My goal is to help you uncover and change the negative beliefs and attitudes you may have about your body, which have been holding you back from achieving your sex, intimacy and relationship goals. Using a somatic (body-centered) approach to therapy, I strive to help you connect with your body’s internal messages and sensations, and I empower you to take charge of your pleasure in all areas of life. Together we will focus on body liberation, which includes breaking free from hurtful, body-negative messages and the underlying influences of diet culture.

Compassion and non-judgment are the foundations of my practice. Having struggled for decades with food and my own body image issues, I can empathize with your similar challenges, knowing through experience the profound change that is possible. I work at a pace determined by the client, focusing exclusively on you as an individual, honoring your strengths and history of struggle. With a strong belief in actively working for social justice, I also honor and celebrate body diversity and inclusion across size, age, race, ethnicity, sexual orientation, gender, dis/ability, and the multitude of ways we identify.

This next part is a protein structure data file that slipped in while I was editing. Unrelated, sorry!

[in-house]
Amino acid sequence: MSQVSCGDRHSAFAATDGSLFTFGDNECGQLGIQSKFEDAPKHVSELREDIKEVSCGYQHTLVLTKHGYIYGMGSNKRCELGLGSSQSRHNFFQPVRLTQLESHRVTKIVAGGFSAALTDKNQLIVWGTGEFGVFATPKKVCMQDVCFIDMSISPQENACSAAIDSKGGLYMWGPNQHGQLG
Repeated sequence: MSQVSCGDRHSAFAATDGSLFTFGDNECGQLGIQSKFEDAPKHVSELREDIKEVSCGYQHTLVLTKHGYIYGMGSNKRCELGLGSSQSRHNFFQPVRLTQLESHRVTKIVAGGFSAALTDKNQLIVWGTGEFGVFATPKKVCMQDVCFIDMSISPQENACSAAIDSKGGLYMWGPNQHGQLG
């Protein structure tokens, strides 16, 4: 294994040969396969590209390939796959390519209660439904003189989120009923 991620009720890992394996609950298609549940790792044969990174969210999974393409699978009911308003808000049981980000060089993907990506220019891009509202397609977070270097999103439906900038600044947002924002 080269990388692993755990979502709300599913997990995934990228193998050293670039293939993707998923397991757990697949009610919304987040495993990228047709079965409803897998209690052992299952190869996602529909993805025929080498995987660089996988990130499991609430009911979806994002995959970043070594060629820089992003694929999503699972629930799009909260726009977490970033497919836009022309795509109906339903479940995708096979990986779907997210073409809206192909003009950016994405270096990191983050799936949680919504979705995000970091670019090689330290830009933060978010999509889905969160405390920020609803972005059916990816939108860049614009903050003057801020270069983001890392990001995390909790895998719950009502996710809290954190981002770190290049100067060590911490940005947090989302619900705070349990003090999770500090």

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As a sex therapist, I am also a Certified Intuitive Eating Counselor and a Health At Every Size® (HAES) practitioner, which means I take a weight-neutral approach that doesn’t consider weight itself as the issue. Rather, I address three core areas: 1) respect, 2) critical awareness of cultural and scientific assumptions about the body, and 3) compassionate self-care. Together, these elements build body-size acceptance, body positivity and sex positivity. For those interested in an Intuitive Eating approach, I apply the 10 Principles of Intuitive Eating to our sessions. Through an integrated use of these models, I incorporate a variety of techniques and interventions to help clients change the way they view themselves and overcome barriers to enjoying the pleasures of sex, intimacy, and beyond.